‘How do I know you’ve done it?’ asked Dave sceptically. ‘For all I know my wife might be walking around Primarni as we speak and I can’t afford to have her spend any more money that I haven’t got.’

‘It’s ok,’ reassured Hodges. ‘She’s gone. We had a trip to the pig farm, where unfortunately she had a little accident and the pigs had a feast.’

‘Blimey Hodges,’ said Bert. ‘That’s pretty gruesome. I’m glad I love my wife.’

Hodges turned to face Bert, who hid the spade behind his back. ‘Yeah, she’s lovely your wife, Bert,’ he leered. ‘All that lovely red hair. Is it natural?’

Bert became angry and lifted the spade.

‘Wooah Bert,’ said Dave holding up his hand.

‘But I thought …’ said Bert.

‘Yeah – but your wife hasn’t got red hair, Bert – my Delores has.’

‘Ah, true,’ he said softening. ‘My Jeannie’s a platinum blonde.’

‘Yours is the platinum blonde!’ gulped Hodges backing away from the two men. ‘Then who…’

April 2019 Competition Results: Mark Straker – Adjudicator

The April competition was judged by actor Mark Straker, known for the Channel 4 and Netflix  Drama, ‘Kiss Me First’, and BBC Radio Drama Company Productions.  The brief was to write the outline of a plot for a TV drama in 300 words.

And the winners were:

First Place:  The Sons of Erin by George Rodger   

Second Place: A Green and Pleasant Life by Doryn Herbst

Third Place: Insurgence by Summer Quigley    

Highly Commended: Rough Diamond by Kate Salkild 

Highly Commended: Dog of War by Damon Wakes     

April Winners
Highly Commended, Damon Wakes; Third Place, Summer Quigley; Highly Commended, Kate Salkild and First Place, George Rodger

   Photo by Alex Carter

First Place: The Sons of Erin by George Rodger

‘I enjoyed the presentation, It was clear and simply presented. Reminiscent of the style of films such as, Brassed Off, The Full Monty, and Fisherman’s Friends. The use of well-liked music, camaraderie, comedy, and a hint of danger are all good selling points, that would be expanded and would stimulate the reader and later possible the viewers interest. A family drama that would appeal to a good cross section of the public.’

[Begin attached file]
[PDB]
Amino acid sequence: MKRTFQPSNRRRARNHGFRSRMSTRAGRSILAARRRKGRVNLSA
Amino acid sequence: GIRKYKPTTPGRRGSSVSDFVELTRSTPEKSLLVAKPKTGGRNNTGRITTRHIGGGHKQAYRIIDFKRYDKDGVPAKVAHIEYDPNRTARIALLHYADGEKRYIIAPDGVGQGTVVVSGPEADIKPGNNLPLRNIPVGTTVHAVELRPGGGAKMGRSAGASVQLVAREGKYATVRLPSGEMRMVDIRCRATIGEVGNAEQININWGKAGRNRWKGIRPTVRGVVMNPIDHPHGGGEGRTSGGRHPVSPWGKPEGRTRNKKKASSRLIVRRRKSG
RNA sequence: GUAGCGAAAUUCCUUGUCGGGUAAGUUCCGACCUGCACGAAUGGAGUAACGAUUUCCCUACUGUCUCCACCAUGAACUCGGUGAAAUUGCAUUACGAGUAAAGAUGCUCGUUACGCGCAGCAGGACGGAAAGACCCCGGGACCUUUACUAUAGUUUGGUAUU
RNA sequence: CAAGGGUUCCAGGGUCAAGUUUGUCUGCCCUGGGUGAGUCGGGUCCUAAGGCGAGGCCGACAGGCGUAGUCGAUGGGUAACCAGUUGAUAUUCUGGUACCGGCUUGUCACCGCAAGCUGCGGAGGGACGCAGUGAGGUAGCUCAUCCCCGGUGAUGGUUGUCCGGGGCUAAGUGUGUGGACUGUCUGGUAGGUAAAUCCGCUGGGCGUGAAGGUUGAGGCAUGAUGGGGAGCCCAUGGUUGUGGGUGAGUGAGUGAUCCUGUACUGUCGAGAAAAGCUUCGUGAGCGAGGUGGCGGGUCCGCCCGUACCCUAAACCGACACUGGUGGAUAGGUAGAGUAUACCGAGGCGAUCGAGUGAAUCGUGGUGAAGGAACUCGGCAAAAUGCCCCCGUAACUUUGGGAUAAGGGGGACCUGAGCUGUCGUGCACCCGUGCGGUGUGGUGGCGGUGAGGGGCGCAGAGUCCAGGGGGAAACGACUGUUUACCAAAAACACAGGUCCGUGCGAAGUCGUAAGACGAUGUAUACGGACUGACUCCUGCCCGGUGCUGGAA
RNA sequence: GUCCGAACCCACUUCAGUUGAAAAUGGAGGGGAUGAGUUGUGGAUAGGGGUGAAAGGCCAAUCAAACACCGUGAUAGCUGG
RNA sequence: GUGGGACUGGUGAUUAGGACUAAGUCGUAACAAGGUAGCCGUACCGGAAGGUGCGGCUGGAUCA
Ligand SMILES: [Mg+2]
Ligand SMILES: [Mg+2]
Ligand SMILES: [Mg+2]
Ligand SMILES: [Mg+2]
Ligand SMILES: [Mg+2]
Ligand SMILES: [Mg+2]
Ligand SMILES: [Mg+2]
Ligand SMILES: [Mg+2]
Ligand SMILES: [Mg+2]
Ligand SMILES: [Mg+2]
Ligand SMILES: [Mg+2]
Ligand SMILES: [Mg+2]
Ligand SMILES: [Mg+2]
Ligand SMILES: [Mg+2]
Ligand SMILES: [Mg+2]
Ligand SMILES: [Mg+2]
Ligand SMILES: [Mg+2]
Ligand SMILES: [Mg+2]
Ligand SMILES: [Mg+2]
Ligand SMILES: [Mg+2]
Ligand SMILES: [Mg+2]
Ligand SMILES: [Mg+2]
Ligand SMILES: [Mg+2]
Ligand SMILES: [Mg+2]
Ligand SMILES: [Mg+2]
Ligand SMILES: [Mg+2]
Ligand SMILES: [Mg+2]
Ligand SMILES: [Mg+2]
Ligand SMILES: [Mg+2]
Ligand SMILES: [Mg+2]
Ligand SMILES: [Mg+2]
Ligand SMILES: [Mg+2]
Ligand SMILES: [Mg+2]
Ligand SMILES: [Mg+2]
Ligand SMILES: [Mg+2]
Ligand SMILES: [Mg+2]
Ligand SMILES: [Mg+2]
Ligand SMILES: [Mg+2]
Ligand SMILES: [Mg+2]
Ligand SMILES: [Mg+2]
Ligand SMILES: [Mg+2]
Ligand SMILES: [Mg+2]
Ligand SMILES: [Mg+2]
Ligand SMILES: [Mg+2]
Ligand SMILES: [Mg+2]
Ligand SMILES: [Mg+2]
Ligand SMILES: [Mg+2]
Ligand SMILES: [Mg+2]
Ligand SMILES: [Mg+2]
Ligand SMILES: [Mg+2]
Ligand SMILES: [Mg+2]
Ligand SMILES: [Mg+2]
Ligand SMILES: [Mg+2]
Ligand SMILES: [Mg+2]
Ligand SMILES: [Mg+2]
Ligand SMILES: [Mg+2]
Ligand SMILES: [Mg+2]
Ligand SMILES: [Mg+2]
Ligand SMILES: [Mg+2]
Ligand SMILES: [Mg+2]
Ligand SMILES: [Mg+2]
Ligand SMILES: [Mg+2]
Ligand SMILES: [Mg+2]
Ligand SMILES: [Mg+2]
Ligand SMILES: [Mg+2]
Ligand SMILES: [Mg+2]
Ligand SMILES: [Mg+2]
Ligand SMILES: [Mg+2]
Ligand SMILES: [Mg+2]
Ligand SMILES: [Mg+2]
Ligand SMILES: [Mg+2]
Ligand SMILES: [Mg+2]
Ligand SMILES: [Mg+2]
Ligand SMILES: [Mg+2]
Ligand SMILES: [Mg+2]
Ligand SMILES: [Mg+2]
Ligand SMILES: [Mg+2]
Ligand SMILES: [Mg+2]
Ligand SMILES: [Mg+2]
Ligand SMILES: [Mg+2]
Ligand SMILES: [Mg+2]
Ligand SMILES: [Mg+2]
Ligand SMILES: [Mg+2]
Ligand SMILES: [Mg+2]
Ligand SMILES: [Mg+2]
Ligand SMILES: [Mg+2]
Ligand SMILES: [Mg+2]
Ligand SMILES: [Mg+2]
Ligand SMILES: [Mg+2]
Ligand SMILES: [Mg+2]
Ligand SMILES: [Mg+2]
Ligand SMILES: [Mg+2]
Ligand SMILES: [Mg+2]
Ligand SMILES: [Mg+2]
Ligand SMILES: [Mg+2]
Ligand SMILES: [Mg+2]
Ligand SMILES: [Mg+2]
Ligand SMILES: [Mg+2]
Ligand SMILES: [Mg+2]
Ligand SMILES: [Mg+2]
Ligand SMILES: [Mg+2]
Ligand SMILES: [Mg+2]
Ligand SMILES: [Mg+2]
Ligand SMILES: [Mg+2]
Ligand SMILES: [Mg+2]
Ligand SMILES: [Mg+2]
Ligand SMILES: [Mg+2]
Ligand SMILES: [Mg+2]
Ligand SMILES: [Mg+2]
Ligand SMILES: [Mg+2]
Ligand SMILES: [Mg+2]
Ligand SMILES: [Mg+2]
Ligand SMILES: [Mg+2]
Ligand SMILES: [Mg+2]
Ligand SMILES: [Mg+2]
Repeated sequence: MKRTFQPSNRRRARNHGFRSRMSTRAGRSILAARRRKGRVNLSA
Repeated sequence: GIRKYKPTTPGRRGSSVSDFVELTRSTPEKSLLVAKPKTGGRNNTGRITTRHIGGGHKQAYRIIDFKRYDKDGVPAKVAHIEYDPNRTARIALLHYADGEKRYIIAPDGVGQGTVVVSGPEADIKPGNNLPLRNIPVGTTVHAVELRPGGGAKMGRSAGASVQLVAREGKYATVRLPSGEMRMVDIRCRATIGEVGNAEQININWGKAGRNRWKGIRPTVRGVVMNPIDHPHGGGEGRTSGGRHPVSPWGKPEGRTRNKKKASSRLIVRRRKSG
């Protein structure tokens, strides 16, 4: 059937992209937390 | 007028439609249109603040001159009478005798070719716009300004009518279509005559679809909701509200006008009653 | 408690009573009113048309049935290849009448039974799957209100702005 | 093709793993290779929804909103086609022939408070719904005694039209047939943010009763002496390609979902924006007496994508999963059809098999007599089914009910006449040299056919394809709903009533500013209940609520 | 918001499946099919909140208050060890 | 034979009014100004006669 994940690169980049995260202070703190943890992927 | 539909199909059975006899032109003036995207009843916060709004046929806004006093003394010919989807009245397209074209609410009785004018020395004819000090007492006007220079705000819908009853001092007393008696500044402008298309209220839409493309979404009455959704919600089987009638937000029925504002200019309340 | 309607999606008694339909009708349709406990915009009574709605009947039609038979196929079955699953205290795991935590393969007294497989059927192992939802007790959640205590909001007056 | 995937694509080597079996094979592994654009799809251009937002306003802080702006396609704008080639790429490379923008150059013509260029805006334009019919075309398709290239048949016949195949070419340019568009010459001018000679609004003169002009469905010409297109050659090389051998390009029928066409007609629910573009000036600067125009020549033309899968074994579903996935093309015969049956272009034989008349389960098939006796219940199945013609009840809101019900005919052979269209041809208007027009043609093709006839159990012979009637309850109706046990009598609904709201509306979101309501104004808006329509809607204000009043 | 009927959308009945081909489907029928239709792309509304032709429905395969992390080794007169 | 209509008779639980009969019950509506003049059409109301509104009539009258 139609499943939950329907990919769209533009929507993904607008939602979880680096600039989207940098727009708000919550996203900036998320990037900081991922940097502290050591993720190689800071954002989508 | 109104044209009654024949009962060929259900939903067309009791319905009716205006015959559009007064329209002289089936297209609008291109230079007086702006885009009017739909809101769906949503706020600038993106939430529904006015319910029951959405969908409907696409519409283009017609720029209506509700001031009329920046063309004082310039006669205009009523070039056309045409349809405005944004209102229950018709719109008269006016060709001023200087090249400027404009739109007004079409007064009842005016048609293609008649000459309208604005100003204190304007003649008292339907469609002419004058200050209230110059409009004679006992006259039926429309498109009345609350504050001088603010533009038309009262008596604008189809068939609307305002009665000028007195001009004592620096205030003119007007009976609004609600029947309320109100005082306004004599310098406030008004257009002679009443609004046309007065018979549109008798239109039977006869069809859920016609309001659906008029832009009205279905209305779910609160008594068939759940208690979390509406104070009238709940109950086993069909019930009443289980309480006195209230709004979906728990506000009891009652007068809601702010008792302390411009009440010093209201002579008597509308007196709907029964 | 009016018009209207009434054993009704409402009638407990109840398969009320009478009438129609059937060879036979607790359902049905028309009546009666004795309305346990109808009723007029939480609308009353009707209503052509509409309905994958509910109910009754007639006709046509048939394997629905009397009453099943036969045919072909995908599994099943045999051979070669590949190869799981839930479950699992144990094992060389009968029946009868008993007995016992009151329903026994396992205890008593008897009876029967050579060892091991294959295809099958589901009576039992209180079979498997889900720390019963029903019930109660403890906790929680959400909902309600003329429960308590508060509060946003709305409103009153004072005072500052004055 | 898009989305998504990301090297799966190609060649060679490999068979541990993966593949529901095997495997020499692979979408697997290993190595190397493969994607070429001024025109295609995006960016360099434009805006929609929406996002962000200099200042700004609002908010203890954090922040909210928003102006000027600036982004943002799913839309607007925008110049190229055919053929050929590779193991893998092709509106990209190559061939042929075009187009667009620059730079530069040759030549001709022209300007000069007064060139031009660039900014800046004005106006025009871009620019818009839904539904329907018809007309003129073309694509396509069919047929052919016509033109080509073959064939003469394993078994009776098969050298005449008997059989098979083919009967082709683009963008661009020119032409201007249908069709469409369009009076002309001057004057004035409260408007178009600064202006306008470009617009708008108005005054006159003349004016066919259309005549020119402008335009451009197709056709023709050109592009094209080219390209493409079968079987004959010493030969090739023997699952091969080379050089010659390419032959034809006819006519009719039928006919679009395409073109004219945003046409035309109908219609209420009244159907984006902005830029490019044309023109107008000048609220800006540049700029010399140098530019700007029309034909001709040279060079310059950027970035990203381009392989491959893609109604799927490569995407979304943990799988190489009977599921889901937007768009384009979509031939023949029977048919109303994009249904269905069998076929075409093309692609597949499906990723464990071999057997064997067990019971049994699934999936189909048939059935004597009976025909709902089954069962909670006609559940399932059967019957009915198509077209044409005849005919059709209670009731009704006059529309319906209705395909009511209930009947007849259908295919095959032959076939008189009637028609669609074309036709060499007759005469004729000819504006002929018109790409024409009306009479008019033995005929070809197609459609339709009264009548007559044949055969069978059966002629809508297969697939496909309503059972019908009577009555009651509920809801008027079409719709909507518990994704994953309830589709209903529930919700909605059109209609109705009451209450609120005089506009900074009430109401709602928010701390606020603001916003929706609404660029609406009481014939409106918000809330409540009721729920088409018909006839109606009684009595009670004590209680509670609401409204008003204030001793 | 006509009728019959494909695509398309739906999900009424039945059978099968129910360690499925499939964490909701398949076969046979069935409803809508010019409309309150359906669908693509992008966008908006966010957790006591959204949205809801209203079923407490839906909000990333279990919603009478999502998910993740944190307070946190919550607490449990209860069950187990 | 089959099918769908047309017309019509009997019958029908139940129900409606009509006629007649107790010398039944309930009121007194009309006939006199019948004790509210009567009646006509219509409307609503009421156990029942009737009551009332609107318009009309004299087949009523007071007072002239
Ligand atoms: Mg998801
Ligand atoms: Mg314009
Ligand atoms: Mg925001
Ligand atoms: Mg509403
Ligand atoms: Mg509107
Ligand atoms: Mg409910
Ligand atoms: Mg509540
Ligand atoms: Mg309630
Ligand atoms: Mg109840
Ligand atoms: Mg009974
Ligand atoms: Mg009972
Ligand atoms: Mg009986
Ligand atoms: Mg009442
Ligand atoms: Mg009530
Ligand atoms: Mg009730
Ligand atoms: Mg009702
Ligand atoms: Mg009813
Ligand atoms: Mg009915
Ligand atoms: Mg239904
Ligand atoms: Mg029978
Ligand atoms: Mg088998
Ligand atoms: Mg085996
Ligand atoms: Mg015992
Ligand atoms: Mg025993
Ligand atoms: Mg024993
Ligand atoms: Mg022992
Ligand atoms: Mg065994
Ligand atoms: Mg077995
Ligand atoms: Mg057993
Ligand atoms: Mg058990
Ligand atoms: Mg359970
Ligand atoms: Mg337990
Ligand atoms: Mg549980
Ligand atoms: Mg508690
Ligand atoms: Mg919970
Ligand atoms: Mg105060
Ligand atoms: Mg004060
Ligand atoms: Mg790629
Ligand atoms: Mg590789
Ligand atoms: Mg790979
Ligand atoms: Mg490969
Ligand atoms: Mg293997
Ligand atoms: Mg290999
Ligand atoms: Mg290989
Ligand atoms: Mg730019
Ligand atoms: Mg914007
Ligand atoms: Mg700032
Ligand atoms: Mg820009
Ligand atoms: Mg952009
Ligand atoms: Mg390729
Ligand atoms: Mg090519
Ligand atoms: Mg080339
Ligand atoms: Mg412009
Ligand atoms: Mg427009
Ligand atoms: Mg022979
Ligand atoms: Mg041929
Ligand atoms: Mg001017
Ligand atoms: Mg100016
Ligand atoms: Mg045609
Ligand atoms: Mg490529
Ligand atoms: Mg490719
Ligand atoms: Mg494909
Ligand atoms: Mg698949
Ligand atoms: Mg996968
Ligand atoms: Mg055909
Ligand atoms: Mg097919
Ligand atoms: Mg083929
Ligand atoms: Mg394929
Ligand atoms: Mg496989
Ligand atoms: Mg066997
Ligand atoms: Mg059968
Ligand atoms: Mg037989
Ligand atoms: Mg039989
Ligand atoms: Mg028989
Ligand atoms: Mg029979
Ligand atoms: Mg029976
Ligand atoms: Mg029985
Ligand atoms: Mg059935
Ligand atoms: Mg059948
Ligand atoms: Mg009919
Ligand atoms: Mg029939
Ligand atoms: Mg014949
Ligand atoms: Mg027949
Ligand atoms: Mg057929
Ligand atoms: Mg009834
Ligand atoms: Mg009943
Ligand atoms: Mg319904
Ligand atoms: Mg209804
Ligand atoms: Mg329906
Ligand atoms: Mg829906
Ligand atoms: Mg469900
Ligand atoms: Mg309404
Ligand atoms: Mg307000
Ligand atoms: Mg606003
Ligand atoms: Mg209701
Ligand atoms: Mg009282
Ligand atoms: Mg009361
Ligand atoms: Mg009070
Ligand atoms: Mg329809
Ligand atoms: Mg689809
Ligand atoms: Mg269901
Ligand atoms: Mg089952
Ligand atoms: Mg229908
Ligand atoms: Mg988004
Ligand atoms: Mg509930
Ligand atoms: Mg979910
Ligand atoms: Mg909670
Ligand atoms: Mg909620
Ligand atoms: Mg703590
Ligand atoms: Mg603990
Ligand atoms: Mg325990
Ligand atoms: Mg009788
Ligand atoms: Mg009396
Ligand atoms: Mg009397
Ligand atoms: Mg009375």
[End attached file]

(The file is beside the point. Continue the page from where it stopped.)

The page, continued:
Logline – Three talented Country Music pub musicians attempt to win a lucrative Irish music gig by misrepresentation.

***

Country music night in the back room of a London pub. Customers leave their seats as they crowd the bar for Last Orders. Three musicians dressed as cowboys step down and sit at a table at the front. A barmaid brings across two lagers and an orange juice. The band is the “Sons of Nashville”: Aiden and Sean Sullivan and their bassist, Andy Todd. Andy is not allowed alcohol. Two girls sitting nearby try to catch the attention of Sean who is devastatingly handsome. Sean, ever careful, looks around. Two hardmen at the bar, wearing Arsenal shirts, are watching their girlfriends proprietorially. They don’t look like music fans. Eyes down, Sean sips his lager.

Mick Sullivan, their erstwhile father and unofficial manager, joins them. He places a couple of Guinnesses in front of the boys and toasts a well-dressed man who is just leaving. Mick explains he is Brian Kennedy, owner of a large local construction company. Kennedy’s daughter is getting married and needs an Irish Ceilidh band for her wedding. Kennedy, offering good money, insists upon only genuine Irishmen and

Mick has assured Kennedy that the boys are Irish. Which they aren’t. This lie will cause problems.

Mick has arranged for Kennedy to come back in six weeks to hear them do some diddledee-dee, as he calls it. They decide to ask their Grandfather, Cathal, a former All-Irish fiddler, to help them.

Sean still lives with his mother, Erin Sullivan. Divorced from Mick, she lives a quiet life. She calls her father and soon the boys are rehearsing Irish songs with Granda in the pub back room.

Six weeks later, after problems within the band, including Sean having a finger broken by a jealous boyfriend, the pub holds an Irish night. They play superbly and their appearance at Kennedy’s wedding is confirmed.

*

Now to get Aiden’s temperamental van, with their instruments, up to a stately home in Hertfordshire in time for the reception…

Second Place: A Green and Pleasant Life by Doryn Herbst 

A clear presentation, well thought out. Of a more serious nature, the style reminiscent of Joanna Trollope’s novels which have proved popular on television. Woman in midlife crisis would find a sympathetic audience, plus the husband riding to the rescue would also satisfy some male egos!